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Malaysian Stem Cell Registry

. Last Updated: 24 November 2013Hits: 31786


MSCR is a database/registry of people who are willing to donate their stem cells to a patient in need. The registry was established on December, 2000. It is a joint project of the Ministry of Health, the National Cancer Council (MAKNA) and the Institute for Medical Research. Currently, there are 18000 registered volunteers/potential donors. This is just 30% of our total target which is 40 000 volunteers/potential donors. We strongly encourage the public to register. In Malaysia, stem cell transplant is commonly carried out for patients suffering from leukaemia or thalassaemia. Other blood diseases which may require bone marrow transplants include lymphomas, immunodeficiencies and aplastic anaemia. Statistic shows that more than 3000 children are diagnosed with leukaemia yearly and there have been more than 500 stem cell transplants carried out in Malaysia to date.

Patients who require stem cell transplants sometimes do not have a family member with a suitable stem cell. In this case, they are compelled to search for an unrelated compatible donor. The chances of finding an unrelated compatible donor are very slim and are largely dependent on the size of the registry. In short, the larger the registry the higher the chances of finding a suitable donor. Most countries have their own respective registries. In fact, it is estimated that more than 7 million people worldwide are registered donors. However, it is easier to find a compatible donor within an ethnic group and that is why it is important that we have our own Malaysian registry.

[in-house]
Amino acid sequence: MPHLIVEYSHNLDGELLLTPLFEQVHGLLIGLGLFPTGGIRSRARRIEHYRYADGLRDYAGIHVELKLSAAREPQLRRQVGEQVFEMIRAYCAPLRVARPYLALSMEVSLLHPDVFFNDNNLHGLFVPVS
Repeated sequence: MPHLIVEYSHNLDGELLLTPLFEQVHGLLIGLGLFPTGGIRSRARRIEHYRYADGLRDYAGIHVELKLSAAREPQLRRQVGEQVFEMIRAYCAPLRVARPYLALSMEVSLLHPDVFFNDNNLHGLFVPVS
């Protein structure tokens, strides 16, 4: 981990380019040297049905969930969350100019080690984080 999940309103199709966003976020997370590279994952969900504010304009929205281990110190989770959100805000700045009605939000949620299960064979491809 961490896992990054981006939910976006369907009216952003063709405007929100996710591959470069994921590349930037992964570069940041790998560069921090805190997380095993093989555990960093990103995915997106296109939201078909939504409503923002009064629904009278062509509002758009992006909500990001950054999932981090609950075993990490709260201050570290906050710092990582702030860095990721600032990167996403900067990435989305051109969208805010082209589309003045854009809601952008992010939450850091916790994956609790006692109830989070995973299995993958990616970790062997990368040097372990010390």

Our objectives are to identify, collect data from volunteers and perform a search for potential donors for those in need of a stem cell transplant. We are also in the process of computerizing our data so that it will be much easier to search for potential donors.

Compatibility is determined by identifying certain proteins on the human white blood cell surface called human leukocyte antigens (HLA). A small amount of blood is required for identifying the HLA. A match occurs when the 6 HLA antigens found on the  patient’s white blood cell match with the 6 HLA antigens on the potential donor’s white blood cells.

Bone marrow is a spongy tissue in the bones that produce the body’s stem cells. During a transplant, a small amount of the donor’s bone marrow are harvested and is used to replace the patient’s damaged marrow. Bone marrow will replenish itself within 4 to 6 weeks after a donation.

mscr2MMDR carries out various activities, focusing on increasing the number of potential donors. Such activities are:

  • Organising campaigns
  • Typing donors (HLA) and maintaining the database
  • Handling search requests from hospitals within and outside the country

For further information:

E-mail: This email address is being protected from spambots. You need JavaScript enabled to view it. 





IMR is a SIRIM accredited organisation (certificate number 2972).

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